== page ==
Hide
          Matthieu Morel added a comment -

          Ideally, there should not be any blocking operations in PEs. However, this only applies if you don't need any external data, or that you can load all external data in memory upon initialization. In some cases, this is not possible, and I/O will be needed. Retrieved data can then be cached. It's much better if the stream is not blocked (provided you don't need ordering), and we certainly don't want to let PEs manage threads internally (that would mess the lifecycle management of PEs).

          In addition, parallelizing the processing of streams may also help to increase throughput, and it is something we had been contemplating, but that we preferred to focus on in a later release. Daniel's proposal is a good start, with reasonable defaults, and remains optional. We could later improve this mechanism and provide more flexibility / performance.

          Show
          Matthieu Morel added a comment - Ideally, there should not be any blocking operations in PEs. However, this only applies if you don't need any external data, or that you can load all external data in memory upon initialization. In some cases, this is not possible, and I/O will be needed. Retrieved data can then be cached. It's much better if the stream is not blocked (provided you don't need ordering), and we certainly don't want to let PEs manage threads internally (that would mess the lifecycle management of PEs). In addition, parallelizing the processing of streams may also help to increase throughput, and it is something we had been contemplating, but that we preferred to focus on in a later release. Daniel's proposal is a good start, with reasonable defaults, and remains optional. We could later improve this mechanism and provide more flexibility / performance.
          Hide
          Daniel Gómez Ferro added a comment -

          I'm updating the tests to reuse the classes introduced in S4-63, which is more likely to get integrated soon.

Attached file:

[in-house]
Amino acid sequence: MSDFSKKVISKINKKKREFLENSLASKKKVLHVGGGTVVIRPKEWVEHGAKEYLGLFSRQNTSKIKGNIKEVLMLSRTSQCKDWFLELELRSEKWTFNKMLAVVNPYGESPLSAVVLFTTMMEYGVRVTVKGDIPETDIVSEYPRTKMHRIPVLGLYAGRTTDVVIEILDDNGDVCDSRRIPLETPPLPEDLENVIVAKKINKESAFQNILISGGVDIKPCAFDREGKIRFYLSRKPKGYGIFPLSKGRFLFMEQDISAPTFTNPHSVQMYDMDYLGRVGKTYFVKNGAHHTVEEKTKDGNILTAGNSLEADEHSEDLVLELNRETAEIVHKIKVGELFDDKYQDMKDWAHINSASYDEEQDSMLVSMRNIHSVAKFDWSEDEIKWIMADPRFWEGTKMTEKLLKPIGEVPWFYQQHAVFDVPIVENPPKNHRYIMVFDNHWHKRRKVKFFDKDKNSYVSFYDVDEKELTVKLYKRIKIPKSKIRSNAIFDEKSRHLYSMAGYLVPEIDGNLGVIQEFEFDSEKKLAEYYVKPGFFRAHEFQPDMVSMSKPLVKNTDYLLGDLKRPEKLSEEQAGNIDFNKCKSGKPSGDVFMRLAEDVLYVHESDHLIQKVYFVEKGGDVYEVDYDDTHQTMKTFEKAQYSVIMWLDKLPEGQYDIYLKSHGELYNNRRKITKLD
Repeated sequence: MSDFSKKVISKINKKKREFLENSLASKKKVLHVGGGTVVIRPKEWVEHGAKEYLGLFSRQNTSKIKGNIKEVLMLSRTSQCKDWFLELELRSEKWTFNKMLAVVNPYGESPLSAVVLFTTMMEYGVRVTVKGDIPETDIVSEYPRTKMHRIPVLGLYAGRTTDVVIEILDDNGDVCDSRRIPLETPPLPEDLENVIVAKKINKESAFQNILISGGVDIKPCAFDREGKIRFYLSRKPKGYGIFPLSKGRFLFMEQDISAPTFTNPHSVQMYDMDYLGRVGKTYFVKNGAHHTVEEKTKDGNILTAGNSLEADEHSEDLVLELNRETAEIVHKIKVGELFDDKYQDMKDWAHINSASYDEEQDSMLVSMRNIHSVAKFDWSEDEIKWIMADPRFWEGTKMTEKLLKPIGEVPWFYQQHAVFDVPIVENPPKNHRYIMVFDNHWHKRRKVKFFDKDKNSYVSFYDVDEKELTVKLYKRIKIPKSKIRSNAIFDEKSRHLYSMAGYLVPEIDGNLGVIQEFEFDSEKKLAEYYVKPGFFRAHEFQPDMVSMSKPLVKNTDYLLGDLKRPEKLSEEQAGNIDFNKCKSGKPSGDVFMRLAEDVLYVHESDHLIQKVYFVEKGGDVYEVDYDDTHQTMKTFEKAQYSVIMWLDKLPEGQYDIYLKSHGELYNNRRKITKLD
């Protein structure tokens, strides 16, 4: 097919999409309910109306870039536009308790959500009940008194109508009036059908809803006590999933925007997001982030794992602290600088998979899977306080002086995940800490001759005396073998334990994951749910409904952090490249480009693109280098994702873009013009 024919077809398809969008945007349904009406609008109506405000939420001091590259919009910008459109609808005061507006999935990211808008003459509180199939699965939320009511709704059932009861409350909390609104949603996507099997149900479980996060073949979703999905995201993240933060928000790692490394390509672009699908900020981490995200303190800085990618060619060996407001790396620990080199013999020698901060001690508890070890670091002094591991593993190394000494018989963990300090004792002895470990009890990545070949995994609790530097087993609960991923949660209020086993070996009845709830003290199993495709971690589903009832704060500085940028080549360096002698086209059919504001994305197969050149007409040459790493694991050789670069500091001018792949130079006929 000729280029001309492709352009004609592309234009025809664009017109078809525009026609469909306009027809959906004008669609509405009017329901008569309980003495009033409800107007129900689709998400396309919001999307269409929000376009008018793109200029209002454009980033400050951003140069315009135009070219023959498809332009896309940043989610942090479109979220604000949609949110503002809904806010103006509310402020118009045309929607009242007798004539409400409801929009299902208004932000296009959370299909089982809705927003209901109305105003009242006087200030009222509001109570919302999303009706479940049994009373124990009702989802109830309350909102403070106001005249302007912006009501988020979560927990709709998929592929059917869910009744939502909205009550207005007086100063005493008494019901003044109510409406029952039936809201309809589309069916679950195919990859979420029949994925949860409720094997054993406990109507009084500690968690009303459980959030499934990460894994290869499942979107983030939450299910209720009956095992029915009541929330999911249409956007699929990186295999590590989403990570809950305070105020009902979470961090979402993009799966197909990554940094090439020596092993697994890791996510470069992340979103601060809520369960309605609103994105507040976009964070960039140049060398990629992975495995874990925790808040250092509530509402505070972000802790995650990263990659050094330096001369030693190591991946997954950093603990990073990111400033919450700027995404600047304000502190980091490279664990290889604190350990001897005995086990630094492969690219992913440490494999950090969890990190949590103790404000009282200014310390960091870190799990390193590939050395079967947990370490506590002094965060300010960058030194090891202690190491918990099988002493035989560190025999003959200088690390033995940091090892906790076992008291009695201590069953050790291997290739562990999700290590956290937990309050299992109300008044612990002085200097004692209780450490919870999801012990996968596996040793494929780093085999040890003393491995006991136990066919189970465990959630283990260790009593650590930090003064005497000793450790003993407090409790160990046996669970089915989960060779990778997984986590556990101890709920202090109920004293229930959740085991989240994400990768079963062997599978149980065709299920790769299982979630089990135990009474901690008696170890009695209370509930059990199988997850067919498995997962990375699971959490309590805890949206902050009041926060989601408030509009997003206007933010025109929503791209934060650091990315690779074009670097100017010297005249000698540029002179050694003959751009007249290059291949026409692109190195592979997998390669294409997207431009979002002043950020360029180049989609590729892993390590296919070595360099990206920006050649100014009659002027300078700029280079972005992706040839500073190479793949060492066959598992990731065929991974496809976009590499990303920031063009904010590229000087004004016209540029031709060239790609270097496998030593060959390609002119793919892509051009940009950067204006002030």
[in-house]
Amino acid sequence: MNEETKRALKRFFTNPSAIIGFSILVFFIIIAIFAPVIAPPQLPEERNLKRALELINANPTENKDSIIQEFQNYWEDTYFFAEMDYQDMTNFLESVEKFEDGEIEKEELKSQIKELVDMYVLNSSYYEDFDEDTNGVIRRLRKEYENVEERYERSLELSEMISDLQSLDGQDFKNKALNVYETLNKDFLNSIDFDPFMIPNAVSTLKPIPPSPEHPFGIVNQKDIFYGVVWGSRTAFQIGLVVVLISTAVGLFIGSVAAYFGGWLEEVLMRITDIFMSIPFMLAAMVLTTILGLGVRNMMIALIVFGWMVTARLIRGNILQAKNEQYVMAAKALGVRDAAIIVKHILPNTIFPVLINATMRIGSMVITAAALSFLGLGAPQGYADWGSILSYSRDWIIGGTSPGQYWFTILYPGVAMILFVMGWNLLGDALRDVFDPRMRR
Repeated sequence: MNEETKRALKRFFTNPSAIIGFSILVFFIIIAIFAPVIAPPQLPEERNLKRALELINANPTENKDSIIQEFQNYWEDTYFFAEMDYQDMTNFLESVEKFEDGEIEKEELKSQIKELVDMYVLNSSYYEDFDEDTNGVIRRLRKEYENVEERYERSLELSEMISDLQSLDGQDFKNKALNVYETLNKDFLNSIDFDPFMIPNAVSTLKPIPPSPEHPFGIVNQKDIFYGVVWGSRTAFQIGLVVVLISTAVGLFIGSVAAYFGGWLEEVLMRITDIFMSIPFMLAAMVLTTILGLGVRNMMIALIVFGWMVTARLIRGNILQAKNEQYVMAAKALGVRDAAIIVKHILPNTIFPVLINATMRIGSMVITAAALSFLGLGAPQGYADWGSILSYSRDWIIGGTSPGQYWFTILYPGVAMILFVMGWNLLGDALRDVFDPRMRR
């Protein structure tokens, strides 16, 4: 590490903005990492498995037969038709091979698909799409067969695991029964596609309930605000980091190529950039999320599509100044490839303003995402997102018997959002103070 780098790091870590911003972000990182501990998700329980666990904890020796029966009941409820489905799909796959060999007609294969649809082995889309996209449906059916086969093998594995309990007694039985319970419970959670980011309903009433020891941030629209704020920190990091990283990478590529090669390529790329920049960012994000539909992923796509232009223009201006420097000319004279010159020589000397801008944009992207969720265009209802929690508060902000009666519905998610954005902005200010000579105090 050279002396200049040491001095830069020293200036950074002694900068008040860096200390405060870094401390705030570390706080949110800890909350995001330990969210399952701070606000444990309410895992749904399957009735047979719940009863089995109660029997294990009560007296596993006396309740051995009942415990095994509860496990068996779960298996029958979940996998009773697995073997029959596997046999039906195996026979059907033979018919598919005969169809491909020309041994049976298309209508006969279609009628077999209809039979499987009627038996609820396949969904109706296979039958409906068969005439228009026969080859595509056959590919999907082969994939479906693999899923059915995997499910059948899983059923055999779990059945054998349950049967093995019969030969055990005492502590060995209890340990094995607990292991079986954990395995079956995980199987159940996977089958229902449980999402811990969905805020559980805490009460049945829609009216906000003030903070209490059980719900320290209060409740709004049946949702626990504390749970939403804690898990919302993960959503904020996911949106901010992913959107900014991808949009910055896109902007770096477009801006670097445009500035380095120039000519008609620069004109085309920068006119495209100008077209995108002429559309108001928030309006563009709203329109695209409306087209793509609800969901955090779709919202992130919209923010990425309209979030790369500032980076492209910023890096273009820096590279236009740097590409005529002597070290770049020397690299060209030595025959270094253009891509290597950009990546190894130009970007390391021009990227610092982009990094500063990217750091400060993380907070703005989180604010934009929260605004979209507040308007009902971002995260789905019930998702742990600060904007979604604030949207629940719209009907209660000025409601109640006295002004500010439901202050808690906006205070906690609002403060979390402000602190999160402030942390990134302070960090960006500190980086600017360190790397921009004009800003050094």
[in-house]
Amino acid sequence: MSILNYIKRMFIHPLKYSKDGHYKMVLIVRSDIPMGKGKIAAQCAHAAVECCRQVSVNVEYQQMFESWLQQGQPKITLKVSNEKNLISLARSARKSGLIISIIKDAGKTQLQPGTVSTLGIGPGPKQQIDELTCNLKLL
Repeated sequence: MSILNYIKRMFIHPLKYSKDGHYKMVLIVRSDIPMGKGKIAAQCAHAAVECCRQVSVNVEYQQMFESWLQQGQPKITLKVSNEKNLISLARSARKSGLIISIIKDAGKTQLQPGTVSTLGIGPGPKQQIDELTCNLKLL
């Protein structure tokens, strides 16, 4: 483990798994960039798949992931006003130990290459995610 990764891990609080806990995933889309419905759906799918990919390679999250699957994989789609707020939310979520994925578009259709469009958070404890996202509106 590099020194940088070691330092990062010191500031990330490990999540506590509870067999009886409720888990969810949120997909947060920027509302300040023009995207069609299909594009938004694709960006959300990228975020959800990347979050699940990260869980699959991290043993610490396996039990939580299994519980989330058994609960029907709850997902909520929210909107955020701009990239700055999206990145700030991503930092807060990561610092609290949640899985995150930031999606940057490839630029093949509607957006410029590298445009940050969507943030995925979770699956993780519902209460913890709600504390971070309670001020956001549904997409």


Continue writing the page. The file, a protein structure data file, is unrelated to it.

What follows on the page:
Show
          Daniel Gómez Ferro added a comment - I'm updating the tests to reuse the classes introduced in S4-63 , which is more likely to get integrated soon.
          Hide
          Daniel Gómez Ferro added a comment -

          The tests depend on the classes introduced on that issue.

          Show
          Daniel Gómez Ferro added a comment - The tests depend on the classes introduced on that issue.
          Hide
          Flavio Junqueira added a comment -

          I just had a chat with Daniel about this. My first reaction here was to think that PEs shouldn't be blocking on I/O because you want to keep the processing of streams flowing. After seeing the use case, I realized that it is valid one and there could be more like that.

          I was then wondering what the right way of dealing with such cases is. One high-level idea is to move the processing of I/O requests out of the critical path so that we can keep processing events. We could have a thread pool on the side just to deal with such requests, but this would be effective only if not all events require blocking on I/O.

          If anyone has more thoughts on how to deal with such cases, I would be interested in hearing. This discussion goes beyond one vs. multiple threads.

          Show